< View AB 1810 language
< View Recent Press Release
We’re happy to announce that the Seizure Safe School Act has been voted out of the Assembly Education and Judiciary committees. This important bill, that will continue through the legislative process, helps to improve the care of students with epilepsy and seizures in California.
Thank you to our dynamic coalition of legislative coauthors including Assemblymembers Marc Levine, Phillip Chen, Steven Choi, Heath Flora, Cristina Garcia, Tom Lackey, Devon Mathis, Adrin Nazarian, Luz Rivas, Kelly Seyarto, and Senators Scott Wiener and Rosilicie Ochoa Bogh.
To learn more about this legislation, please view below:
To get involved, please contact Rebekkah Halliwell at firstname.lastname@example.org.
On March 31, 2022, the NIH announced in a press release that “scientists have published the first complete, gapless sequence of a human genome, two decades after the Human Genome Project produced the first draft human genome sequence. According to researchers, having a complete, gap-free sequence of the roughly 3 billion bases (or “letters”) in our DNA is critical for understanding the full spectrum of human genomic variation and for understanding the genetic contributions to certain diseases.” Click to read the complete press release.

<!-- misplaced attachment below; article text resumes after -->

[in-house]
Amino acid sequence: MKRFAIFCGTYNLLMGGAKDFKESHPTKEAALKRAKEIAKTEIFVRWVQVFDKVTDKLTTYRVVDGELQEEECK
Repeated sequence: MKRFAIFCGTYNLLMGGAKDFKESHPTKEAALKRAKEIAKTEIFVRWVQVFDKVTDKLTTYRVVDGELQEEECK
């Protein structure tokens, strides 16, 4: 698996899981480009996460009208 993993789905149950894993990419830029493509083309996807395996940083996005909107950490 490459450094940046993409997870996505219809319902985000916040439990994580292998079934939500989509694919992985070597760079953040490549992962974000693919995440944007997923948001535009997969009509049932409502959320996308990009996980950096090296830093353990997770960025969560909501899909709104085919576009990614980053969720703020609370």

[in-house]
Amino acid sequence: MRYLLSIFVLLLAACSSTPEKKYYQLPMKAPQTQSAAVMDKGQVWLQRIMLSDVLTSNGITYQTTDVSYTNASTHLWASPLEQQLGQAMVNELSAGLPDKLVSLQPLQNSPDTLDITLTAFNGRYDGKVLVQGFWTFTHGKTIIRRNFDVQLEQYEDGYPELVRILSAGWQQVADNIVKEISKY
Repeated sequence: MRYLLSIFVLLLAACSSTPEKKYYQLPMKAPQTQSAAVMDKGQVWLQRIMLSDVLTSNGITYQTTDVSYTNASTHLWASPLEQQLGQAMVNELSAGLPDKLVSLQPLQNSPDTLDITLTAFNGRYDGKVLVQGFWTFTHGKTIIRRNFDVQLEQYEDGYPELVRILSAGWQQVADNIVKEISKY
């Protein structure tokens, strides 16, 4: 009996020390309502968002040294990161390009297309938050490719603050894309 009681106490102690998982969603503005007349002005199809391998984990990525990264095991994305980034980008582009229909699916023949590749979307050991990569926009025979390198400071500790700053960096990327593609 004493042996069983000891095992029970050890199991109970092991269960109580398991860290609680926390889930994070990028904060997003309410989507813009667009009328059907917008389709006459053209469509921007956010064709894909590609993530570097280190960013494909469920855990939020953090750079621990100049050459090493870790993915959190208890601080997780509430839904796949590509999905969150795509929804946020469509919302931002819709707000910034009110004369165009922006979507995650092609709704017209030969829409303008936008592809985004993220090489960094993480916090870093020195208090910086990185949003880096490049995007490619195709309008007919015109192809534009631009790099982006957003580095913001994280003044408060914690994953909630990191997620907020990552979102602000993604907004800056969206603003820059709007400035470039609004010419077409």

Why does this matter to people with epilepsy? Because research is identifying more and more that the causes of the epilepsies are genetic.
What should people with epilepsy do? Discuss with your doctor the need for a genetic test and your options.
What to know about genetic tests? There are many types of genetic tests. Some tests focus on individual genes, groups of genes, or chromosomes.
The most common types of genetic testing are:
- Epilepsy Gene Panel: This test involves the analysis of the most common genes associated with epilepsy. There are many types of epilepsy gene panels. Some have fewer than 20 genes and others have many hundreds of genes.
- Chromosome Microarray. This genetic test involves analysis of a person’s chromosomes (structures that contain DNA). Checks to make sure there are no imbalances that could cause epilepsy. Imbalances include extra or missing pieces of chromosomes – or – extra or missing entire chromosomes.
- Whole Exome Sequencing: This complex genetic test involves analysis of the entire DNA code to look for changes in genes associated with epilepsy. It is similar to the epilepsy gene panel, but looks at a much larger number of genes, including rare and newly discovered genes.
- Targeted Testing: If there is already a known genetic cause of epilepsy in a person, other family members may have targeted testing to help clarify their risk.
Thanks to everyone who supported and participated at the Epilepsy Walk Los Angeles on Sunday, March 6, 2022 at the Rose Bowl in Pasadena. It was incredible to reunite with nearly 1,000 people at the Rose Bowl after many years of bad weather and safety precautions because of COVID-19. Thus far, we have raised nearly $300,000!
To view photos from the event, visit us on Facebook.
Talks are already underway for next year’s event at the Rose Bowl in March 2023.